Sunday, 26 February 2012
Even an unofficial announcement of the date such as this will inevitably be seen as yet another put-down for Cameron, Moore and the rest who, in an attempt to look as if they are in control, have been demanding that the referendum be held a year earlier than proposed by the Scottish government. Such casual disregard for their interventions only serves to underline how ineffectual and powerless the UK government is, while bolstering the impression that Salmond is calmly and efficiently steering events as he and his team see fit.
This impression of effective control is further emphasised by reports that the Scottish government plans to adopt innovative measures designed to ensure the largest possible turn-out for the referendum. Supposing the Sun on Sunday's story to be accurate, perhaps the most significant of these is the intention to hold the referendum on a Saturday, breaking with nearly eight decades of tradition which has seen all polls in the UK held on a Thursday.
Other novel measures being considered include using shops and libraries as polling places and allowing 16 and 17-year olds to vote.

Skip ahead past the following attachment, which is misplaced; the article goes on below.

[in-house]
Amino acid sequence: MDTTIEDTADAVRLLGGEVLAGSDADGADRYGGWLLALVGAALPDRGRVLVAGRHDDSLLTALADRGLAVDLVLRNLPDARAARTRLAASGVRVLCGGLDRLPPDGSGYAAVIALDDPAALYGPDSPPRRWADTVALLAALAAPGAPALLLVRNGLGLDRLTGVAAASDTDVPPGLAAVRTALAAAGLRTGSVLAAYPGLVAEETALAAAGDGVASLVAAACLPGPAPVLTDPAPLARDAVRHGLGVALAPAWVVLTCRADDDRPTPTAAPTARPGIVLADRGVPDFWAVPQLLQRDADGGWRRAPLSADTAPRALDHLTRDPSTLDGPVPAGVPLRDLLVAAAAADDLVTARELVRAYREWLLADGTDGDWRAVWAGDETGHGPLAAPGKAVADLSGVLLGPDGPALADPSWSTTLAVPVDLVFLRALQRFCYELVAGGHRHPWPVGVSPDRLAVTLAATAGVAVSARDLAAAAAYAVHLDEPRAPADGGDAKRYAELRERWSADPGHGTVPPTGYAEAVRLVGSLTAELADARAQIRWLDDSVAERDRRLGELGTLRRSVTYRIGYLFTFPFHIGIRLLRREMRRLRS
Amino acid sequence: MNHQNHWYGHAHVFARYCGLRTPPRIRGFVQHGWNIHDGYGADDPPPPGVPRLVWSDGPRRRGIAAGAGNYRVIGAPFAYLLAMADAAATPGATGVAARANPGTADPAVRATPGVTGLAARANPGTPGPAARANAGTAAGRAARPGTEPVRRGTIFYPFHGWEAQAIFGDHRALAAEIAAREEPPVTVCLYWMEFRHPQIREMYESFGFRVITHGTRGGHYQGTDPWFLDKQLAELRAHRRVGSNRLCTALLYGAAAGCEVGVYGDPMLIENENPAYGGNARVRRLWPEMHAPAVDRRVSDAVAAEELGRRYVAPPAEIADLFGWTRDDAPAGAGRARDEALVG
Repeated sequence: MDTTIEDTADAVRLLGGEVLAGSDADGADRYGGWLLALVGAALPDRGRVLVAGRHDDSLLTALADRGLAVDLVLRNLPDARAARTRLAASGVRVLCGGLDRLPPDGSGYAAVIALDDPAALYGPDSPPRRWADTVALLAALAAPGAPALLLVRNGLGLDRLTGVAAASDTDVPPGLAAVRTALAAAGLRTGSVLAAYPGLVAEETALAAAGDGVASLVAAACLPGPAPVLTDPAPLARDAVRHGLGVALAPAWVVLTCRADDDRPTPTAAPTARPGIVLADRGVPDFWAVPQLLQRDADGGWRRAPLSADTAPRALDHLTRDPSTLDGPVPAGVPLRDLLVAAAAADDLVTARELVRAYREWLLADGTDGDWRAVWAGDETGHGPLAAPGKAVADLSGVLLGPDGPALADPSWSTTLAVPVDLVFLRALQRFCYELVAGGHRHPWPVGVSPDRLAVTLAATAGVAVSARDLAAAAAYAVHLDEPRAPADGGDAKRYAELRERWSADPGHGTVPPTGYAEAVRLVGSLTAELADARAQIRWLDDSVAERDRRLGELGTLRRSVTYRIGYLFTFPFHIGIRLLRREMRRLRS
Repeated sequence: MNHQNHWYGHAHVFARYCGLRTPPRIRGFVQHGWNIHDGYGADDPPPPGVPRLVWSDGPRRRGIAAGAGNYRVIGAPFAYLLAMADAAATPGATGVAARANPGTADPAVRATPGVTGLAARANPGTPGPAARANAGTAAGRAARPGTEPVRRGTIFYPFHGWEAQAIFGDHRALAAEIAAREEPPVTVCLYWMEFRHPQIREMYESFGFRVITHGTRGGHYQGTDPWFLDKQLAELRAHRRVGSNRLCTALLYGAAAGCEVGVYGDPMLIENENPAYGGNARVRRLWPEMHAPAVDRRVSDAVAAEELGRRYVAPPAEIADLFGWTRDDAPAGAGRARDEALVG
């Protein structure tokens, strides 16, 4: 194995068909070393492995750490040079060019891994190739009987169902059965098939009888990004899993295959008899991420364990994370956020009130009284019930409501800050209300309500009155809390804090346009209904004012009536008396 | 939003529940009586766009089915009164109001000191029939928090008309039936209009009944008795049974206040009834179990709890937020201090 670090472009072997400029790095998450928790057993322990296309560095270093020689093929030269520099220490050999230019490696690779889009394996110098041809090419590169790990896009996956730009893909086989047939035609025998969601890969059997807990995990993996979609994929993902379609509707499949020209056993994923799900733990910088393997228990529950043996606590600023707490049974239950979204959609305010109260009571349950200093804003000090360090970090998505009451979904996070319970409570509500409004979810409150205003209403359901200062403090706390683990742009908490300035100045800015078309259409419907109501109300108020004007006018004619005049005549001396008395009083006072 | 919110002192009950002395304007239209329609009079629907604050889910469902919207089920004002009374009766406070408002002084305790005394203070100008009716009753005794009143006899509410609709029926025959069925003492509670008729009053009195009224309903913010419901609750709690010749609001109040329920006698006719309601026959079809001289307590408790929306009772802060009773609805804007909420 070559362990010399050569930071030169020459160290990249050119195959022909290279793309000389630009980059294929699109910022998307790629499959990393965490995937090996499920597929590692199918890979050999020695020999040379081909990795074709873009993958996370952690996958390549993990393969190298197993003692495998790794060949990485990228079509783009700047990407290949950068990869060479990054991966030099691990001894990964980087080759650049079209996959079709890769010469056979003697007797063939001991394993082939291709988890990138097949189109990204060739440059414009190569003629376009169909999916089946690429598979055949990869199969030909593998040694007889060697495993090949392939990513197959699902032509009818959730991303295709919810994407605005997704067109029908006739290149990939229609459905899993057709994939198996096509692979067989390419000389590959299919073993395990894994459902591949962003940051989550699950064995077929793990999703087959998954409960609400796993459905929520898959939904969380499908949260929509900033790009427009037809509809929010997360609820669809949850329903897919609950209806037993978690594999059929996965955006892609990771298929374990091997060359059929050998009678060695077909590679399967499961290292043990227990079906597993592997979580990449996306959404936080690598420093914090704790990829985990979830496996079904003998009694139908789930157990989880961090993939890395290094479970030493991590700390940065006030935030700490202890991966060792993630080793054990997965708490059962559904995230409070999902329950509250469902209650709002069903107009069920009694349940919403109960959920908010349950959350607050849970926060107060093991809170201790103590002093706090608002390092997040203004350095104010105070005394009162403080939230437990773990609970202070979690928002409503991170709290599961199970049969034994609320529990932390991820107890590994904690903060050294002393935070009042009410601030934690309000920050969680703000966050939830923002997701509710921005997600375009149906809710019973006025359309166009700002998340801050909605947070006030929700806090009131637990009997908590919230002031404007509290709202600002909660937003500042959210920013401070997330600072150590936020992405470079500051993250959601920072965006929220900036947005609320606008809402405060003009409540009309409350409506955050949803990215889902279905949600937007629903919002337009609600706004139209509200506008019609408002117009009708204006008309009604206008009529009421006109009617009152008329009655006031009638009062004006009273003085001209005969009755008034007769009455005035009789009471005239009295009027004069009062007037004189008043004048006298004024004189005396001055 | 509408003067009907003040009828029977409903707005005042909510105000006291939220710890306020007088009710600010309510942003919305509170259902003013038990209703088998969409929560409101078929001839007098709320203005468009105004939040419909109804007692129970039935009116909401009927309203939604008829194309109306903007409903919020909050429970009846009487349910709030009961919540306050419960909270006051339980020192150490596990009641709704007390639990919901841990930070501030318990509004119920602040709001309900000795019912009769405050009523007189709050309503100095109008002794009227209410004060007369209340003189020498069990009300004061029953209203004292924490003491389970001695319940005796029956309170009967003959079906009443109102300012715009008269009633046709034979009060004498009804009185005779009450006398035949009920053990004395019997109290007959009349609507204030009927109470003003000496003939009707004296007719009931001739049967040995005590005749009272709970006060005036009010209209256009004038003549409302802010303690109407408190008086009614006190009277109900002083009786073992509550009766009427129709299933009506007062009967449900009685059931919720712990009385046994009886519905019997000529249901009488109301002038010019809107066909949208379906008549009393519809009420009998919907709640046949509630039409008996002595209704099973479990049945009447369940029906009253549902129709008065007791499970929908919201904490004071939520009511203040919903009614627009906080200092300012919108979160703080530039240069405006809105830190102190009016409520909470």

Given their record in such matters, we can be reasonably sure that the British government and the anti-independence parties will object to both the date and all other proposals in the usual knee-jerk fashion. But this will only present the Scottish government with more opportunities to override these objections leaving opponents looking ever more out of the loop. They can safely do this as public opinion is likely to favour such things as holding the vote on a Saturday if not for any clear practical reasons then simply because it is a worthy effort to make the process more inclusive. And the objections will be generally regarded as unwarranted and possibly malicious interference by the Tories and their Labour and LibDem allies.
Nonetheless, we can surely look forward to a week of British nationalist propaganda with the customary "Salmond accused...!" headlines claiming that the SNP are trying to "rig" the referendum. The real objection, of course, is that the anti-independence parties are being denied the opportunity to rig the referendum to suit their own purposes.